Ear infection, known medically as otitis media, is a common condition usually affecting children. It occurs when your child’s middle ear becomes infected, usually by bacteria, causing inflammation. If your child is old enough to talk, he or she may be able to tell you that his or her ear is painful. However, it may be difficult to tell if your child is having an infection if he or she is too young to talk. Here are some tips on how you can find out if your baby may be having ear infection.
Suspect ear infection if your baby:
- is repeatedly pulling, grabbing or tugging at one or both ears
- has trouble sleeping
- is irritable or constantly crying
- has fever
- has trouble walking (if he or she is able to walk)
- has fluid draining from the ear
- is having trouble hearing or responding to sounds
- has had a recent bout of cold, sore throat or sinus infection
Almost all children will have a bout of ear infection making it the most common reason for parents bringing their child to the doctor’s clinic. In fact, according to the National Institute on Deafness and Other Communication Disorders (NIDCD), three out of four children will experience at least one ear infection by the time they reach the age of three.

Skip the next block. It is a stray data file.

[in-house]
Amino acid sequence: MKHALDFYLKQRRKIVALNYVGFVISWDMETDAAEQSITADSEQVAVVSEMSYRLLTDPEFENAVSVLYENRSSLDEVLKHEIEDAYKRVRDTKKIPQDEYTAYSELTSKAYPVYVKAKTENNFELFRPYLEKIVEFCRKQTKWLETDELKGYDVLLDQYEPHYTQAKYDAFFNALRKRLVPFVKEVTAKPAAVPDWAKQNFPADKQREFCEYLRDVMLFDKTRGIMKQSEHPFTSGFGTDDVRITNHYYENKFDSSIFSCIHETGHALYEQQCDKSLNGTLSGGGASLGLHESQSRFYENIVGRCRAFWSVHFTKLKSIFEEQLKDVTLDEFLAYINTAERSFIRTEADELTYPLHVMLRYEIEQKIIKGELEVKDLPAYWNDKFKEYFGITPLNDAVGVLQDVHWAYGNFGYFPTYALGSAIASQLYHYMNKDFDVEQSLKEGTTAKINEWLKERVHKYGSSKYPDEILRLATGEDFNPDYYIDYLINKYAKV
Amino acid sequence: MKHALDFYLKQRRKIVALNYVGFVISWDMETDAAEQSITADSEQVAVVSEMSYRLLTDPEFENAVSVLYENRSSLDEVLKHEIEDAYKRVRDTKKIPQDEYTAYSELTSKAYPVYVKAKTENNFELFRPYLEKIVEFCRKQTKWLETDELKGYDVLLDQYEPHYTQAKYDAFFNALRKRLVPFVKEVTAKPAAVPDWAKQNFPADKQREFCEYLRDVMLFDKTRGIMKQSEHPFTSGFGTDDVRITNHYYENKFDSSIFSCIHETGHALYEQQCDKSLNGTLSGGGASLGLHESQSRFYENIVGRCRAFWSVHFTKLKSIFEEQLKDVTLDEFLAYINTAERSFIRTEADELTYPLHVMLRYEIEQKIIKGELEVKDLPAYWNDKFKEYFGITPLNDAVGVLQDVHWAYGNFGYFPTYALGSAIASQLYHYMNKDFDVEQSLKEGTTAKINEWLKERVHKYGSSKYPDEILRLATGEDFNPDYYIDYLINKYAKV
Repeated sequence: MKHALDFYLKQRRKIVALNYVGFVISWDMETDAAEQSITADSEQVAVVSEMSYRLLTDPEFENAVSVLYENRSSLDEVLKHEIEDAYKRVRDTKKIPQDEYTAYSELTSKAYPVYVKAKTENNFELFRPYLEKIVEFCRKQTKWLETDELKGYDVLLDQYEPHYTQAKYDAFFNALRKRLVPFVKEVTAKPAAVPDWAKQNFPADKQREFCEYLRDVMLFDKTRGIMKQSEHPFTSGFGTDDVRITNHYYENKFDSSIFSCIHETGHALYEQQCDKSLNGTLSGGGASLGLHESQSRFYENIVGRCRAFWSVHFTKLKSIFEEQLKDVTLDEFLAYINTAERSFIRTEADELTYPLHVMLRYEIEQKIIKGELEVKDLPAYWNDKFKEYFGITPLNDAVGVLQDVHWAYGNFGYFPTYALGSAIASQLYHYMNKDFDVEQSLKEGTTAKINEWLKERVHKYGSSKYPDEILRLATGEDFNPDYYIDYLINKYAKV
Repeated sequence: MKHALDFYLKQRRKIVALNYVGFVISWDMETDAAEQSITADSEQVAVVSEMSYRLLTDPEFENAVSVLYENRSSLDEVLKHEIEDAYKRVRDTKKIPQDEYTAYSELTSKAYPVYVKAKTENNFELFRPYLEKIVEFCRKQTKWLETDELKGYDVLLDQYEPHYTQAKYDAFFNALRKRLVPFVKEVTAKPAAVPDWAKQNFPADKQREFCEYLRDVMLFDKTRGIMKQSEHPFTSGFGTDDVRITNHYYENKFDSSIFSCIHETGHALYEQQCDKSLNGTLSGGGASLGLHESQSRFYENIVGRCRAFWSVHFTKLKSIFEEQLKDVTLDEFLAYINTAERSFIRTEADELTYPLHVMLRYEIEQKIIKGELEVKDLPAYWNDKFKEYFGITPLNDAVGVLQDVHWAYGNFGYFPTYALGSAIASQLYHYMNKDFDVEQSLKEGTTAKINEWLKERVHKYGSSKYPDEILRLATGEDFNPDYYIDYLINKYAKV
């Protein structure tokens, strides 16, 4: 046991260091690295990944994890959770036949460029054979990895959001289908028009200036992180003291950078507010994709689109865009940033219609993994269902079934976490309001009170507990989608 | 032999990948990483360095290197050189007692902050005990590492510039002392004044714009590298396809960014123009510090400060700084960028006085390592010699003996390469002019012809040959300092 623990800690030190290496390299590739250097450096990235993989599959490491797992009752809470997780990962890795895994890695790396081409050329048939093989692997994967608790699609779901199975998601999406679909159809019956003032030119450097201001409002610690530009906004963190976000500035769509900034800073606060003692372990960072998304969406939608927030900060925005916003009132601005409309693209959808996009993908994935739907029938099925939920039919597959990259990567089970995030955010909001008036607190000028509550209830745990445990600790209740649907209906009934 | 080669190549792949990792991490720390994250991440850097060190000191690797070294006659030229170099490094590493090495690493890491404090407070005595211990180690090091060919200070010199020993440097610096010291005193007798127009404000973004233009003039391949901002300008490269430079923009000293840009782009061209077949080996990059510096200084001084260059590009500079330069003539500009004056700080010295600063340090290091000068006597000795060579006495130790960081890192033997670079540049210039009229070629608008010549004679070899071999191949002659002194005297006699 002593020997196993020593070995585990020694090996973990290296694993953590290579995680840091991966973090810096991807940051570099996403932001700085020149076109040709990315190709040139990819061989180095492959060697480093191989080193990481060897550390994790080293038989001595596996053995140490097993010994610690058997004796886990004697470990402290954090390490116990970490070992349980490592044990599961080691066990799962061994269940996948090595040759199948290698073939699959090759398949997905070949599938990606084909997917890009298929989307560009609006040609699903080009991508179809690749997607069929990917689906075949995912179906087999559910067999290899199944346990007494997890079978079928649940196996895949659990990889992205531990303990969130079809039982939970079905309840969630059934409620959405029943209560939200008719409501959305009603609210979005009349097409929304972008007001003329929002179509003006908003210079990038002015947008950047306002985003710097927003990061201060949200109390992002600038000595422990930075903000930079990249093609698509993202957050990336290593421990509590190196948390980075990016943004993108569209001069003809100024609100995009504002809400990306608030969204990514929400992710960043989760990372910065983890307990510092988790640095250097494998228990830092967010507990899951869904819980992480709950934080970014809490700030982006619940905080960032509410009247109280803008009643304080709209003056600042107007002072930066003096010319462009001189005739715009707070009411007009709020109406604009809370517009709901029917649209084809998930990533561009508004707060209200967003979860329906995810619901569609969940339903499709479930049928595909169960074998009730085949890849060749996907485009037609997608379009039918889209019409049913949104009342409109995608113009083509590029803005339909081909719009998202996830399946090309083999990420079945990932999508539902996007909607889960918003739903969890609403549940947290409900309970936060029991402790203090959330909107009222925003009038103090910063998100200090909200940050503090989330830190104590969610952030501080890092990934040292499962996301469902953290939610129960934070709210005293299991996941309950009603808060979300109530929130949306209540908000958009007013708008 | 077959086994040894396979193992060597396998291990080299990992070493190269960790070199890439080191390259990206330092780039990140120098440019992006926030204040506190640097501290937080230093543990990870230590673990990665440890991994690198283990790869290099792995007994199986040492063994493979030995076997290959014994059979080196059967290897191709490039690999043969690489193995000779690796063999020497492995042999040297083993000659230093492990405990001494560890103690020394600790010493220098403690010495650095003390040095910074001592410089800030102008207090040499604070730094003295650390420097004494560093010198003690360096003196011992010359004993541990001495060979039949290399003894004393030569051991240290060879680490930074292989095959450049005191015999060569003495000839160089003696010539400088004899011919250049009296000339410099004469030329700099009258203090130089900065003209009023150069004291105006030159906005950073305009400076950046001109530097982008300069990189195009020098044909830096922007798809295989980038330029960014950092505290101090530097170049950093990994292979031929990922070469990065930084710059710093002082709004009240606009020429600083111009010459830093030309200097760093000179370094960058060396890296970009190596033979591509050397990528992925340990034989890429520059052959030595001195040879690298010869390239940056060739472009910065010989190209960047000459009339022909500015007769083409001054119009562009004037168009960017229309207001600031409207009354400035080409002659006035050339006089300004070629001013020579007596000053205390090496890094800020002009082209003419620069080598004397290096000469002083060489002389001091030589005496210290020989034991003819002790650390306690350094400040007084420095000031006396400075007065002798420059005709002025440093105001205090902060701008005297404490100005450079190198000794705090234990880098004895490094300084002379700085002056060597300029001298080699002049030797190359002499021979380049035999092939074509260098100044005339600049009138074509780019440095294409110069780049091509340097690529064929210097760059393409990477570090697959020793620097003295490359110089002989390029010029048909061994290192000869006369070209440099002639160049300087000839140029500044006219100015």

Why is ear infection common in children?
Although anyone can get ear infection, children are the most commonly affected with the condition. The reason for this is that the eustachian tube-a small tube that connects the middle ear to the upper part of the throat-in children is not fully developed and more leveled compared to adults. As a result, it is harder for fluid to drain even in normal conditions.
During a cold or other respiratory infection, your child’s eustachian tubes may swell or become blocked by mucus making drainage of fluid from the middle ear harder. Fluid then builds up in the middle ear, which may become an encouraging environment for germs to multiply and cause an infection.
Another reason is that, your child’s immune system is not fully developed and is not that effective in fighting infections.
Treatment of ear infections in children depends on the cause. For example, if your doctor discovers that your child’s ear infection is caused by bacteria, he or she may prescribe antibiotics.
Some ear infections may clear up on their own even without special medical treatment. The doctor may, however, recommend over-the-counter drug for fever relief, such as ibuprofen or acetaminophen and pain relief drops to manage earache. Never give children aspirin.
National Institute on Deafness and Other Communication Disorders (NIDCD). Ear Infections in Children. Accessed on September 21, 2010.
MedlinePlus. Ear Infection – acute. Accessed on September 21, 2010.